How To Create A Custom Yoga Retreat You Can Actually Afford

Photo: Courtesy of Danielle Richardson

Nothing is more grounding, centering, and fulfilling than taking some personal time to recharge and reconnect via yoga. Unfortunately, the cost of all-inclusive yoga retreats can keep some aspiring yogis from taking the leap. This month marks one year since I graduated from optometry school and embarked on a 30-day yoga and self-discovery program in Bali. Thanks to some creative planning, I was able to create this magical and transformative yoga retreat while still being a student. Here are some budget-friendly tips I learned for creating the yoga retreat of your dreams:

1. Choose a location where your money will stretch.

Location is the most important decision to consider when creating your yoga retreat. The world is full of amazing yoga studios and retreat centers, but pricing varies based on location and currency exchange rate. You’ll want to pick a location where your money can stretch. I picked Bali, Indonesia, for this reason. In addition to doing daily yoga, I was able to treat myself to massages, colonics, and other spa services for one-quarter of the cost in the U.S. Picking a location where the currency exchange rate is in your favor drastically improves the quality of your experience.

2. Opt for an unlimited class pass.

Yoga retreats can be expensive, but studios typically offer monthly and weekly unlimited class passes. Depending on the length of your trip, you can buy a pass that allows you to attend as many classes as you’d like. For my retreat, I picked The Yoga Barn in Ubud, Bali, and purchased the 30-day unlimited pass for about $200 U.S. Picking a studio that aligns with you is imperative for a good retreat experience. Researching pricing and studios before you leave will allow you to design your perfect yoga holiday.

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3. Stay near (not at) the studio.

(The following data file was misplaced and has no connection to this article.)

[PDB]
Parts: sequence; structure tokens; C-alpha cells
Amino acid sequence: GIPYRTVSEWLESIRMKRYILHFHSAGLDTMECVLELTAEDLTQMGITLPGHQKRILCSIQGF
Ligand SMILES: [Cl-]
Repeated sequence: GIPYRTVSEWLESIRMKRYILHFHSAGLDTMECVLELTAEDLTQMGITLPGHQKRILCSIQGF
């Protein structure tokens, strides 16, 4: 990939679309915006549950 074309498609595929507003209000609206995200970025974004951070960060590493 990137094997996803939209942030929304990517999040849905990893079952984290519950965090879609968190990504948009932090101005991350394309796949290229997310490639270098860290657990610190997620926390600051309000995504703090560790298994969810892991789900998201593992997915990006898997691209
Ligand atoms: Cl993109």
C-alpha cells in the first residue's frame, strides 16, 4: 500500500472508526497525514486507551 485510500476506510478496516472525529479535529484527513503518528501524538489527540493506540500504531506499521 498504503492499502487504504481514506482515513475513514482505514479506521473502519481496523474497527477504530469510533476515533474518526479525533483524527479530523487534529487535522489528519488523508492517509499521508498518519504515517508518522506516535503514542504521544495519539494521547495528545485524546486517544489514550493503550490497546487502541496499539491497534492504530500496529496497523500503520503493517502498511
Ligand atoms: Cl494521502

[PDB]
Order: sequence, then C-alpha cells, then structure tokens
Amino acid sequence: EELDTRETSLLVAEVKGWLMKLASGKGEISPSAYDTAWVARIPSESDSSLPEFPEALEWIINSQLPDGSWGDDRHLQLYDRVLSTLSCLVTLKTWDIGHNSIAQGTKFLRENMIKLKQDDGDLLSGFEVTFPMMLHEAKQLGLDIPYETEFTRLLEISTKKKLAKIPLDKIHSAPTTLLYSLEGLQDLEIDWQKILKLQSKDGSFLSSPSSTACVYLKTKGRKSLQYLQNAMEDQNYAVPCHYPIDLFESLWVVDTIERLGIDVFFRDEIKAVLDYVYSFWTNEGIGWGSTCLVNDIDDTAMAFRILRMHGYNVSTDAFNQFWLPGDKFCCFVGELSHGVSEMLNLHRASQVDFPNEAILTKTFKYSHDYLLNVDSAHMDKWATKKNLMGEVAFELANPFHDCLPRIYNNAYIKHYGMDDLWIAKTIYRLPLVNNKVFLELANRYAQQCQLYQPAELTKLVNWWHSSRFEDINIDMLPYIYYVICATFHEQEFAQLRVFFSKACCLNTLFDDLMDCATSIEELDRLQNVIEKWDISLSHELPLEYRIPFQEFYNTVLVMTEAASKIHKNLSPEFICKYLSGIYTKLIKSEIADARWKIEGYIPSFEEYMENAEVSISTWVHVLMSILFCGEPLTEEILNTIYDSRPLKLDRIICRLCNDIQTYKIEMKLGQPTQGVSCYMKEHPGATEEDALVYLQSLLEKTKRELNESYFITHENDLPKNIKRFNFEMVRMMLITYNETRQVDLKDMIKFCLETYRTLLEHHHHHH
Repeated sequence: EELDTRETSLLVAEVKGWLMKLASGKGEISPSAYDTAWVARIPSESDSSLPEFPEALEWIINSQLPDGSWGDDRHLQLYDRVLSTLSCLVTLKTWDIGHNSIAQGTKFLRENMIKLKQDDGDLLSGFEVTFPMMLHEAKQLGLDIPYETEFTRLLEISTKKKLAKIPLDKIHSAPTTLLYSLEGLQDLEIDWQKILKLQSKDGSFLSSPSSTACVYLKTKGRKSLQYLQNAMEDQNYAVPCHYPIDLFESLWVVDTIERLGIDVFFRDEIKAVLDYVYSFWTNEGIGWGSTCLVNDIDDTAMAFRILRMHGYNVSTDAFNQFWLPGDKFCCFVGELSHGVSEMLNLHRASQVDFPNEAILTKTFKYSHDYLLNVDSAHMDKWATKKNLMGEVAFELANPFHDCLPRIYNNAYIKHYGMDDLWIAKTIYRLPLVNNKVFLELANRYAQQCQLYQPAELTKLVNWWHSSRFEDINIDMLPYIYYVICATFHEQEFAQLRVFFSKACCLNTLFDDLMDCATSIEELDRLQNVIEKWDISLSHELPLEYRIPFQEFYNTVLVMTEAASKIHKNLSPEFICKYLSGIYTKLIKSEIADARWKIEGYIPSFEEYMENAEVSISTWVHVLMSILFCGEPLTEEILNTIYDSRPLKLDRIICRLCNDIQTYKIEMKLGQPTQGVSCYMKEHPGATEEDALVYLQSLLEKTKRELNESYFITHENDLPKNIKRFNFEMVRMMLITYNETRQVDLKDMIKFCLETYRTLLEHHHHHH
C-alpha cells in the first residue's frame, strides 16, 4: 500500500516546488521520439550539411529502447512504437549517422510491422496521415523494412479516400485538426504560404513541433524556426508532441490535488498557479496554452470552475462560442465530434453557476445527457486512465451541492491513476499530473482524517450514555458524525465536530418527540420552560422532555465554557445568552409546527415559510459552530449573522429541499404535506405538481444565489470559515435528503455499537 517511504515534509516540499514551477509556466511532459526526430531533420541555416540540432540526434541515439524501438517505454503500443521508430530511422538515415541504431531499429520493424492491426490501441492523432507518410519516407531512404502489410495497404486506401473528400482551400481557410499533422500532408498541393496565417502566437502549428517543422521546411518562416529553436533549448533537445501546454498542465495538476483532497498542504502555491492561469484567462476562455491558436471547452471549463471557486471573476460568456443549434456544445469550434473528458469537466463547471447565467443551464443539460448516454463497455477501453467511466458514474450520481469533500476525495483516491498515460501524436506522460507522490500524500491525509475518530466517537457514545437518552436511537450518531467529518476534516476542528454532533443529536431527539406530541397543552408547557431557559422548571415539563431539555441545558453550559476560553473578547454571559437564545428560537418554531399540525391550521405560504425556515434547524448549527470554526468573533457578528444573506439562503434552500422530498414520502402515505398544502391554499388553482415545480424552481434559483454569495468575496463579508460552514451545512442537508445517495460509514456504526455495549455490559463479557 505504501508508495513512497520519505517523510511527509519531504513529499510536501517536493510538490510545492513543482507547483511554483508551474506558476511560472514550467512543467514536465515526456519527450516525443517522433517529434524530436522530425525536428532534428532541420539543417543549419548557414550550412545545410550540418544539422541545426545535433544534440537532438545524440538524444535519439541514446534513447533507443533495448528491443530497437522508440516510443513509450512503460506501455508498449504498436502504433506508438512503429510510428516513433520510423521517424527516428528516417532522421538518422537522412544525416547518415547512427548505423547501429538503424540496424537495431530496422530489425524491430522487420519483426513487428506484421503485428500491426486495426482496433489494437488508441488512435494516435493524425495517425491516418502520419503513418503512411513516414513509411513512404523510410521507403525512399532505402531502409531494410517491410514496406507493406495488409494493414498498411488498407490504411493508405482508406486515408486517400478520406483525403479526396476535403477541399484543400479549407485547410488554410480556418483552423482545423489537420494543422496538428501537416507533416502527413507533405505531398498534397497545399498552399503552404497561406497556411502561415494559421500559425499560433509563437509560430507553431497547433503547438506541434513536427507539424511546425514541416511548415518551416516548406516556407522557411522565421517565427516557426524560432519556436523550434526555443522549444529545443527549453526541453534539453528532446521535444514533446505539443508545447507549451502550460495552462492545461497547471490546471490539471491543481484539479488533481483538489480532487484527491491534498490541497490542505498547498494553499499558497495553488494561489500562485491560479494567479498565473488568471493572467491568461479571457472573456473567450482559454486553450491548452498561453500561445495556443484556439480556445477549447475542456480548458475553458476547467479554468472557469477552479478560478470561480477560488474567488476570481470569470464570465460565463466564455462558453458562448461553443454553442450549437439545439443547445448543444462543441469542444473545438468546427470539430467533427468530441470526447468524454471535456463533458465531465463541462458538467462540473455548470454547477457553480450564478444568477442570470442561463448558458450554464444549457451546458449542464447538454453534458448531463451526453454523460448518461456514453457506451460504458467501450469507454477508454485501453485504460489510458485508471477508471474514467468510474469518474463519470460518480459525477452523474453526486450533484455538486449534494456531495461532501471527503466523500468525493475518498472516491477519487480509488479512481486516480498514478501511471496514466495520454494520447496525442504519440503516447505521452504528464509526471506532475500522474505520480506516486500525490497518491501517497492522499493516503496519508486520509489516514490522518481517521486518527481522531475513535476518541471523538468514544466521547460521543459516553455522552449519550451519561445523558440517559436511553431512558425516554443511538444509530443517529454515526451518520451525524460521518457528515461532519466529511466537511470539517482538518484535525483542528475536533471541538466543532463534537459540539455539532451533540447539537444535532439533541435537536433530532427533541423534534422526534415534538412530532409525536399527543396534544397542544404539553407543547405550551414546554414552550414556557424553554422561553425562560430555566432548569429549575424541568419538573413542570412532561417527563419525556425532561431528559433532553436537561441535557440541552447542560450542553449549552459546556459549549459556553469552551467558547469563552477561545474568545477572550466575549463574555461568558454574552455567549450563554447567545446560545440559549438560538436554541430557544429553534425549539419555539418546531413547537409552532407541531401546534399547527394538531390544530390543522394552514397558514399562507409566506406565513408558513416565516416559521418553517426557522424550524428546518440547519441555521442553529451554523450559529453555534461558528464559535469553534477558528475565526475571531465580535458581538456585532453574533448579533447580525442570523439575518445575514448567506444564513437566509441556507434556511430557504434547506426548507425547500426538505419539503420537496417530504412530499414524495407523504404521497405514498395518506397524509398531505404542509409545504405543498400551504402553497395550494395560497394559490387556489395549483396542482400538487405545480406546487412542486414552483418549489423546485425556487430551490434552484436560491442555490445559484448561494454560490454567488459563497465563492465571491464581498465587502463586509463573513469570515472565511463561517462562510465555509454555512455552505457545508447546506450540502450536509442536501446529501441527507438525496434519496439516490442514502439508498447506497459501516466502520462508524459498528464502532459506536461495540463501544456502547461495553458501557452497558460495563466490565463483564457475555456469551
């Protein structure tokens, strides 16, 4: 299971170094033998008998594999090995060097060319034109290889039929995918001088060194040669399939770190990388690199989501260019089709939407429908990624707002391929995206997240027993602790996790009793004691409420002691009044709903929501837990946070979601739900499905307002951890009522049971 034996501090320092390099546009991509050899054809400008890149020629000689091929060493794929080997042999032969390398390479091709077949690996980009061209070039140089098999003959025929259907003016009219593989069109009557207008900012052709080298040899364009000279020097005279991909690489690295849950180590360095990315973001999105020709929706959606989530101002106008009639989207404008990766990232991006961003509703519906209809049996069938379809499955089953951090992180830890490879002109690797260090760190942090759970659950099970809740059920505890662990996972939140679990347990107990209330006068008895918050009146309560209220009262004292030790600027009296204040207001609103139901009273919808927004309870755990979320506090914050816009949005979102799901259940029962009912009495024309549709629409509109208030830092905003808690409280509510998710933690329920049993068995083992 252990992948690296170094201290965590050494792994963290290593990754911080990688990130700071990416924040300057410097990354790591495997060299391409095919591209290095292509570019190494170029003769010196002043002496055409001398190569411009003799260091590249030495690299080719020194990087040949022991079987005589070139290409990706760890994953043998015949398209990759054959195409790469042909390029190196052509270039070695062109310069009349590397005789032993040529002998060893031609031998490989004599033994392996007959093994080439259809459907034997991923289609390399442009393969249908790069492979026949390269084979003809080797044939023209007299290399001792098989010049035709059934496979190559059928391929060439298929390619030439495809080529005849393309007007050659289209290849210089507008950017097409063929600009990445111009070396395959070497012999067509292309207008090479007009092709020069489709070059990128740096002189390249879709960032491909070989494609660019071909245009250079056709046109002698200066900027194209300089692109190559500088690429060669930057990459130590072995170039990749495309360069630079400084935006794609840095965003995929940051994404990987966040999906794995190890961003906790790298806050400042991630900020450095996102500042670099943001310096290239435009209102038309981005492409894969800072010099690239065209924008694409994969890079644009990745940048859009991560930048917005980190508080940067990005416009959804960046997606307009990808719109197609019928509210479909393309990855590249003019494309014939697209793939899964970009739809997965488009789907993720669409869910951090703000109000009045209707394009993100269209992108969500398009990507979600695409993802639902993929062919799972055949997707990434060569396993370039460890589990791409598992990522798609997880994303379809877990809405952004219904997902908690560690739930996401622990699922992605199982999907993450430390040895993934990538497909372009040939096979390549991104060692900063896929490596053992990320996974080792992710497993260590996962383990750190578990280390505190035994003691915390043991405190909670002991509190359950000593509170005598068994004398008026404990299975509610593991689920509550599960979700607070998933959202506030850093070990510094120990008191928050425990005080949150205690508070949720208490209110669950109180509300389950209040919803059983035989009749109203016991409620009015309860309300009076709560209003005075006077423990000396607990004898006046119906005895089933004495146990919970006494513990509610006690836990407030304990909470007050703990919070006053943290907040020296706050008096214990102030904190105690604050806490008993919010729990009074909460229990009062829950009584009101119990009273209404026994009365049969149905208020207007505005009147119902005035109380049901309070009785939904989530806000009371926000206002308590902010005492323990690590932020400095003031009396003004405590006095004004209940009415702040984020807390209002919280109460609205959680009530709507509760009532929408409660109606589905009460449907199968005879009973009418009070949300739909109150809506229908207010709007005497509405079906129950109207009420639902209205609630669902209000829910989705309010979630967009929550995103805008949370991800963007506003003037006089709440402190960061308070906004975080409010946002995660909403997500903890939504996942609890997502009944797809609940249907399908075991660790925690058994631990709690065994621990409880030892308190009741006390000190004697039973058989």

Accommodations are a big part of the yoga-retreat price tag. You’ll save more money finding your own lodging, but it will cost you in time. For my yoga retreat, I opted to decide on my accommodations once I was local in Ubud, Bali. Upon arrival, I asked other yogis and staff at The Yoga Barn for lodging recommendations. After viewing a few places, I decided on a one-bedroom bungalow half a mile from the studio. By not staying at the studio, I saved about $60 a night, had my own room, and was able to more wholly immerse myself in the local culture.

4. Don't plan too much in advance.

If you’re planning a yoga retreat, chances are you’re looking to unwind. One of the best parts about planning your solo yoga retreat is your days are completely your own. You can create a routine that includes a sunrise practice followed by breakfast at a local cafe. If you tire of that routine, the freedom is yours to add midday meditation or an evening flow to your schedule. The beauty of a yoga retreat is the immersive quality of the experience. You’ll want to leave space to connect with your intuition and allow it to guide you through your days. A bit of loose structure is great, but don’t schedule a tourist activity for every waking moment. Take some time to breathe and mindfully enjoy meals or reconnect with nature.

5. Log on sparingly.

Leaving behind day-to-day stressors is mandatory for a relaxing vacation. During your yoga retreat, you can be disconnected from your usual social media world while still keeping your friends and family updated. A great way to keep in contact and remain unplugged is to use the photo stream feature on your phone. You can enable and share an album with only your family and friends and post photos similar to Instagram but without the unwanted noise. I took my month-long retreat alone, and the photo stream feature allowed me to show loved ones I was safe and enjoying myself. If photos aren't your thing, consider a daily email update or publishing new content to your blog. And, of course, not buying an international phone or texting plan will save you another expense while you're abroad, as well. Take advantage of free Wi-Fi where you're staying or at local cafes instead.

Planning a personal yoga retreat can seem daunting, but it’s easy once broken down into its more manageable components. Don’t let the price tag hold you back if a yoga retreat is something you’ve always wanted to do. No excuses! It’s time to get up and plan the yoga retreat of your dreams. Namaste.

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